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Single-Event Rate Calculation Technique

IP.com Disclosure Number: IPCOM000120250D
Original Publication Date: 1991-Apr-01
Included in the Prior Art Database: 2005-Apr-02
Document File: 2 page(s) / 80K

Publishing Venue

IBM

Related People

Scott, TM: AUTHOR

Abstract

This article describes a technique for calculating the rate of single events (transients, latchups, upsets) in an integrated circuit, caused by a heavy ion radiation environment, based solely on measured test results.

This text was extracted from an ASCII text file.
This is the abbreviated version, containing approximately 52% of the total text.

Single-Event Rate Calculation Technique

      This article describes a technique for calculating the
rate of single events (transients, latchups, upsets) in an integrated
circuit, caused by a heavy ion radiation environment, based solely on
measured test results.

      Determining the rate, or probability, of a device
malfunctioning due to an upset, a transient pulse or going into
latchup has a direct impact on a system's reliability in an
environment that contains radiation.

      Four steps are required in this technique:  (1) device
characterization using a heavy ion accelerator; (2) definition of a
function that relates the device sensitivity as a function of Linear
Energy Transfer (LET) and angle; (3) redistribution of the flux that
is within the environment of concern as a function of angular
dependence; and (4) integrating the device sensitivity with this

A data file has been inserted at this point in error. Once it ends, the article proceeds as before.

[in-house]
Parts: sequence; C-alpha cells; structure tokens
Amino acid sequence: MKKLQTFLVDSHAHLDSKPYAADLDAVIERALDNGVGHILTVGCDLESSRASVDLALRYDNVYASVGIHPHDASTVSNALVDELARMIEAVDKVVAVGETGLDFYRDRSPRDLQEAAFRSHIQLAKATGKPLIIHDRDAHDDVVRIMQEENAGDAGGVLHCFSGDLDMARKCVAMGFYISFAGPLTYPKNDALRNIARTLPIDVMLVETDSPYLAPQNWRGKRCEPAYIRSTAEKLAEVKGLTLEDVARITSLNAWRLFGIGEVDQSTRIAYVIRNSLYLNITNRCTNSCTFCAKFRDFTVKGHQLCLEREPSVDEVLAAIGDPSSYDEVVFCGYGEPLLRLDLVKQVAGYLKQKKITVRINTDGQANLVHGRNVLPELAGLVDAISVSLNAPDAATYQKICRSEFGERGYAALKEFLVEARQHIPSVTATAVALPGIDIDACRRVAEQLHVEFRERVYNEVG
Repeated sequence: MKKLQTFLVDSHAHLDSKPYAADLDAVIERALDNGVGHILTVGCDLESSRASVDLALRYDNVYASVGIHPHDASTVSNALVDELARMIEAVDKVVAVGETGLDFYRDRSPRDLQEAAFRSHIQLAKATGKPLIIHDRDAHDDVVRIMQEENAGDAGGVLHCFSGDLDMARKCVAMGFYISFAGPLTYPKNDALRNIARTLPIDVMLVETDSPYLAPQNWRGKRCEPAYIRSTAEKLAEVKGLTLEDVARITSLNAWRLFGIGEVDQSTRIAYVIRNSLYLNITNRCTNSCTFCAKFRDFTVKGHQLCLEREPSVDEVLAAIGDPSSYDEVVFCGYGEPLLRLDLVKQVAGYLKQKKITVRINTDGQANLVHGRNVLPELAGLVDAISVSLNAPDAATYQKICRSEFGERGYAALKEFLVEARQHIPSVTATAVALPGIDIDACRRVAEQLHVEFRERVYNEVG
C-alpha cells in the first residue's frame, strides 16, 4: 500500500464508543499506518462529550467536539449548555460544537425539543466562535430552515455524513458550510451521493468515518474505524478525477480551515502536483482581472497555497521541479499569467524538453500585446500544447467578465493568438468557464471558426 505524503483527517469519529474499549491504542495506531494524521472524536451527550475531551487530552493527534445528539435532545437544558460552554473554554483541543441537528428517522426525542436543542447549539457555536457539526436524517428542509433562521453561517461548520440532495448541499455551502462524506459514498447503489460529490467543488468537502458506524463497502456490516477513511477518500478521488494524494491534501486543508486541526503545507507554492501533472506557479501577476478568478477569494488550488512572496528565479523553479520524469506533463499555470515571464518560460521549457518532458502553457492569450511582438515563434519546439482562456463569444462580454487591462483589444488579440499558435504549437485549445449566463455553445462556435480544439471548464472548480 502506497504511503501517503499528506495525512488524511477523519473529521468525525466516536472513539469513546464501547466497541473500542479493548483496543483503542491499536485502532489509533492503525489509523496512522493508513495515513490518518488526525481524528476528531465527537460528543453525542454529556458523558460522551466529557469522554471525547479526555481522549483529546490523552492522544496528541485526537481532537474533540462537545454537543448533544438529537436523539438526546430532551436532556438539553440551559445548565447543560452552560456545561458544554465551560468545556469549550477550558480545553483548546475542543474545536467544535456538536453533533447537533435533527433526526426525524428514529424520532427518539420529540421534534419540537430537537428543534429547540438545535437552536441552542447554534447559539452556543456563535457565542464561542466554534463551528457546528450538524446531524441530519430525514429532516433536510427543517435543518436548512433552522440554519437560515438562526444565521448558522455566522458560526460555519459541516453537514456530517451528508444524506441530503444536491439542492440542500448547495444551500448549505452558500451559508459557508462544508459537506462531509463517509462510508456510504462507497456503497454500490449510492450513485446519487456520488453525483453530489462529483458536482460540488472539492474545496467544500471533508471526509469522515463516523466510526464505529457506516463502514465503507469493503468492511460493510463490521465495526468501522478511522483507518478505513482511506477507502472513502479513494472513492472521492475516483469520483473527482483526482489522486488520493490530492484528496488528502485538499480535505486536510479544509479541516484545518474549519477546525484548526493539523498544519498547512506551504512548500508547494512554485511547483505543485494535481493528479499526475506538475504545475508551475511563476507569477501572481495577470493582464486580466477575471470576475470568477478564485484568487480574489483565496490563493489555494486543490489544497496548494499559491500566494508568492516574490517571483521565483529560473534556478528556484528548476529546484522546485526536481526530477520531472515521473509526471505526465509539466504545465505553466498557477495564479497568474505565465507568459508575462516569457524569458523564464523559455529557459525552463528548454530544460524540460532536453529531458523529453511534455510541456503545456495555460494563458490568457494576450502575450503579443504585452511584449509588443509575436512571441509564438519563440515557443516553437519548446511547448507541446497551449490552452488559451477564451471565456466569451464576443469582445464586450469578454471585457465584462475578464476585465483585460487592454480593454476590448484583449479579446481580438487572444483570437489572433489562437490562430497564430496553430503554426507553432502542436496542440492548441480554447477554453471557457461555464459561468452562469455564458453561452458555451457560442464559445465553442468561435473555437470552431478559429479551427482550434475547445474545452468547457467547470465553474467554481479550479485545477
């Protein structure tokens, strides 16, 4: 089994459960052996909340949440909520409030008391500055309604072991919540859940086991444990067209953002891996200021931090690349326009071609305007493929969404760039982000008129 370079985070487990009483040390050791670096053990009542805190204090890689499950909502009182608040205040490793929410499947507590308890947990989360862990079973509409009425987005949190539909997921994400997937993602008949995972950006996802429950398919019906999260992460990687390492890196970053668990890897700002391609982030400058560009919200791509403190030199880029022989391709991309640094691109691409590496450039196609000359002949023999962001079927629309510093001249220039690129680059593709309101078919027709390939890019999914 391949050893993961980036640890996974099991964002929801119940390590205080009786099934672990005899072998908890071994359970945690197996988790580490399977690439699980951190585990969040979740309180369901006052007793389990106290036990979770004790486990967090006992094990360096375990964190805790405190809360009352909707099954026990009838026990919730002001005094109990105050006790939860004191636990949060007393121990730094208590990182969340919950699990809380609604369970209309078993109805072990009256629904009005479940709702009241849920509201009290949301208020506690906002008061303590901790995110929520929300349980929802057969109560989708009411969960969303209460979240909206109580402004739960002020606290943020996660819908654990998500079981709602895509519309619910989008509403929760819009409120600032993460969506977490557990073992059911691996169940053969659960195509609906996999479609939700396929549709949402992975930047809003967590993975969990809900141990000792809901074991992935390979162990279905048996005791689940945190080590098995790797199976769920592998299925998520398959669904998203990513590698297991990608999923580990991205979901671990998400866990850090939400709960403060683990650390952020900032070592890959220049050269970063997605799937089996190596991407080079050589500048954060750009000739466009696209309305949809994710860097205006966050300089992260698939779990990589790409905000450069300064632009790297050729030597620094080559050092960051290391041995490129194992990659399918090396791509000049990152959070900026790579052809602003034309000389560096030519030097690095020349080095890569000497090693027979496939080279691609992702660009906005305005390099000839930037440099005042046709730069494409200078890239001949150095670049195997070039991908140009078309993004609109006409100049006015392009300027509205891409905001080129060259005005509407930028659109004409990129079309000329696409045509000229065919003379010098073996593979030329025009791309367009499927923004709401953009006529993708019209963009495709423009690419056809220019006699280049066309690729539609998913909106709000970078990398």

redistributed flux.

      The focal point of the Single Event Rate (SER) method is on the
accurate characterization of the angular dependencies.  The result of
testing at a heavy ion accelerator yields the sensitive surface area
as a function of the incident ions Linear Energy Transfer
characteristics (cross-section vs. LET).  It has been common practice
to increase the angle of beam incidence to increase, effectively, the
LET, creating what has been termed LETeffective.  The physical
mechanism behind this is that most device geometries have their
longest dimension of the charge absorption region parallel to the
surface of the die, which makes the LET of the ion appear to be
greater at higher angles of incidence.  This has been helpful in
testing the device since the beam does not have to be changed every
time a higher LET is needed.  Just by increasing the angle of
incidence the LET appears to increase by the 1/cosine of the angle,
measured form normal incidence.  This new LET created by multiplying
the true LET by 1/cosine is called the LETeffective.

      With the data taken, not only is the cross-section foun...